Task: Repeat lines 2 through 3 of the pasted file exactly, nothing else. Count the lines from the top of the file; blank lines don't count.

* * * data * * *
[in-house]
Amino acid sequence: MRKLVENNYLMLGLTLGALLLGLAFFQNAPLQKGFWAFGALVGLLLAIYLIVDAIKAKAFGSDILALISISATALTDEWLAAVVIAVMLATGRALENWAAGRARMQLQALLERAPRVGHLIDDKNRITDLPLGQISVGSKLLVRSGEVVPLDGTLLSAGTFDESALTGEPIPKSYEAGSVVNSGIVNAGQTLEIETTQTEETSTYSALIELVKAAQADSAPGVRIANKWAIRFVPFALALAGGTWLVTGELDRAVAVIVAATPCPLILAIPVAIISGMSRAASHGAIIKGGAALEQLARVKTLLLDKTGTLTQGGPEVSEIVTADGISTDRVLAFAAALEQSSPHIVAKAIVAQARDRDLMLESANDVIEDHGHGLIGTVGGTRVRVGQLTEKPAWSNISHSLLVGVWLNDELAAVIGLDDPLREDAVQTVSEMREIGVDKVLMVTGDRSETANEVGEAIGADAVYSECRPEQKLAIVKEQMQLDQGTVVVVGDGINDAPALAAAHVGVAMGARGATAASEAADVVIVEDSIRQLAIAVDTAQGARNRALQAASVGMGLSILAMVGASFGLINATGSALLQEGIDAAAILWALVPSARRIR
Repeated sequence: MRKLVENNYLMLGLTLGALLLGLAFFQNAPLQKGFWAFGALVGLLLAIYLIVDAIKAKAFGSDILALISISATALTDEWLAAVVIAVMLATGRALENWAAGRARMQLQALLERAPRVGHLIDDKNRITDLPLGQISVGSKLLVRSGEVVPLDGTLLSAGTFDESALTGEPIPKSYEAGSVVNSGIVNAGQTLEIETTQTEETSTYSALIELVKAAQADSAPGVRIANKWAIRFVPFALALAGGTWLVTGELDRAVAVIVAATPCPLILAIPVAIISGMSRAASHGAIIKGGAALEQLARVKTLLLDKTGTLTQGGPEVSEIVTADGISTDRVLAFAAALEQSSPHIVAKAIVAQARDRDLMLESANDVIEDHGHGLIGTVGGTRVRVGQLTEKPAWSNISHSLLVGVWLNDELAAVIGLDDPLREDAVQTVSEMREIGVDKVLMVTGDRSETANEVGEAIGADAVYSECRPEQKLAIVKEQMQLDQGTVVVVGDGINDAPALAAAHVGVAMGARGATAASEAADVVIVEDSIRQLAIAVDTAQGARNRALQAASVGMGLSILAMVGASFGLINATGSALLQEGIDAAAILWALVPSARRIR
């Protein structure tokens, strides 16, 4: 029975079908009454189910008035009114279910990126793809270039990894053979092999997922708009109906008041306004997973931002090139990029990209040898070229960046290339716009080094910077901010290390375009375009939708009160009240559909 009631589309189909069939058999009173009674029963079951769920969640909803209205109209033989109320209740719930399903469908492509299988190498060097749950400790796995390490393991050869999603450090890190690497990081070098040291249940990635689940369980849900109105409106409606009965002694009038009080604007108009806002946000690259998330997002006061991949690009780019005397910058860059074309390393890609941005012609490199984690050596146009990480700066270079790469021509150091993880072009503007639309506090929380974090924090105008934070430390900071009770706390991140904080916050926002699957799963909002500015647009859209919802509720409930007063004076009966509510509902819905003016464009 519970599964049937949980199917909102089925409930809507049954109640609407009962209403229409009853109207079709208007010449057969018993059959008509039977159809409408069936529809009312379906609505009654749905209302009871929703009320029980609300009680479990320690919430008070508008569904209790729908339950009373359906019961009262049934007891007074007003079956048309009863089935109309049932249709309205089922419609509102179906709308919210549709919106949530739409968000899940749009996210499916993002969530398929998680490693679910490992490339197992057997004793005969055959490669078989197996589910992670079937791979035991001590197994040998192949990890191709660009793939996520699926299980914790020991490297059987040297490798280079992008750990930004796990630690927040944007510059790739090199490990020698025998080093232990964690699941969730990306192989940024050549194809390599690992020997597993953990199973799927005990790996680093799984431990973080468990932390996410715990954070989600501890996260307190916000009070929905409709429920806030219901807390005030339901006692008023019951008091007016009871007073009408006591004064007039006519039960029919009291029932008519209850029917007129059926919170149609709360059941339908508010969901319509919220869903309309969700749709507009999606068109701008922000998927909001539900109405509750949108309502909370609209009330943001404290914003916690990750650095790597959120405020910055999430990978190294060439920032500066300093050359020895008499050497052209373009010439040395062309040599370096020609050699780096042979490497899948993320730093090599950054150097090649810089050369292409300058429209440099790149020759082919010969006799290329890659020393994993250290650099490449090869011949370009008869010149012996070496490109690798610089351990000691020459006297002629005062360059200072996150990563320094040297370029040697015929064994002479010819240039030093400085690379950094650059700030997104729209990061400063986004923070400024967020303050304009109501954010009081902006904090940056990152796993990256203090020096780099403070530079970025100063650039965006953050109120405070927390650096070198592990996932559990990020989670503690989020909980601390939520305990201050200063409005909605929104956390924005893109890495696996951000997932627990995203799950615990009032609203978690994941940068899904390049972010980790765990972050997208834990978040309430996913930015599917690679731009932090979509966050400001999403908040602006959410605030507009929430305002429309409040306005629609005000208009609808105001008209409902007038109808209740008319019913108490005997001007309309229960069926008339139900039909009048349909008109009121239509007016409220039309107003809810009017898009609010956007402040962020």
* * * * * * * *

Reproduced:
Amino acid sequence: MRKLVENNYLMLGLTLGALLLGLAFFQNAPLQKGFWAFGALVGLLLAIYLIVDAIKAKAFGSDILALISISATALTDEWLAAVVIAVMLATGRALENWAAGRARMQLQALLERAPRVGHLIDDKNRITDLPLGQISVGSKLLVRSGEVVPLDGTLLSAGTFDESALTGEPIPKSYEAGSVVNSGIVNAGQTLEIETTQTEETSTYSALIELVKAAQADSAPGVRIANKWAIRFVPFALALAGGTWLVTGELDRAVAVIVAATPCPLILAIPVAIISGMSRAASHGAIIKGGAALEQLARVKTLLLDKTGTLTQGGPEVSEIVTADGISTDRVLAFAAALEQSSPHIVAKAIVAQARDRDLMLESANDVIEDHGHGLIGTVGGTRVRVGQLTEKPAWSNISHSLLVGVWLNDELAAVIGLDDPLREDAVQTVSEMREIGVDKVLMVTGDRSETANEVGEAIGADAVYSECRPEQKLAIVKEQMQLDQGTVVVVGDGINDAPALAAAHVGVAMGARGATAASEAADVVIVEDSIRQLAIAVDTAQGARNRALQAASVGMGLSILAMVGASFGLINATGSALLQEGIDAAAILWALVPSARRIR
Repeated sequence: MRKLVENNYLMLGLTLGALLLGLAFFQNAPLQKGFWAFGALVGLLLAIYLIVDAIKAKAFGSDILALISISATALTDEWLAAVVIAVMLATGRALENWAAGRARMQLQALLERAPRVGHLIDDKNRITDLPLGQISVGSKLLVRSGEVVPLDGTLLSAGTFDESALTGEPIPKSYEAGSVVNSGIVNAGQTLEIETTQTEETSTYSALIELVKAAQADSAPGVRIANKWAIRFVPFALALAGGTWLVTGELDRAVAVIVAATPCPLILAIPVAIISGMSRAASHGAIIKGGAALEQLARVKTLLLDKTGTLTQGGPEVSEIVTADGISTDRVLAFAAALEQSSPHIVAKAIVAQARDRDLMLESANDVIEDHGHGLIGTVGGTRVRVGQLTEKPAWSNISHSLLVGVWLNDELAAVIGLDDPLREDAVQTVSEMREIGVDKVLMVTGDRSETANEVGEAIGADAVYSECRPEQKLAIVKEQMQLDQGTVVVVGDGINDAPALAAAHVGVAMGARGATAASEAADVVIVEDSIRQLAIAVDTAQGARNRALQAASVGMGLSILAMVGASFGLINATGSALLQEGIDAAAILWALVPSARRIR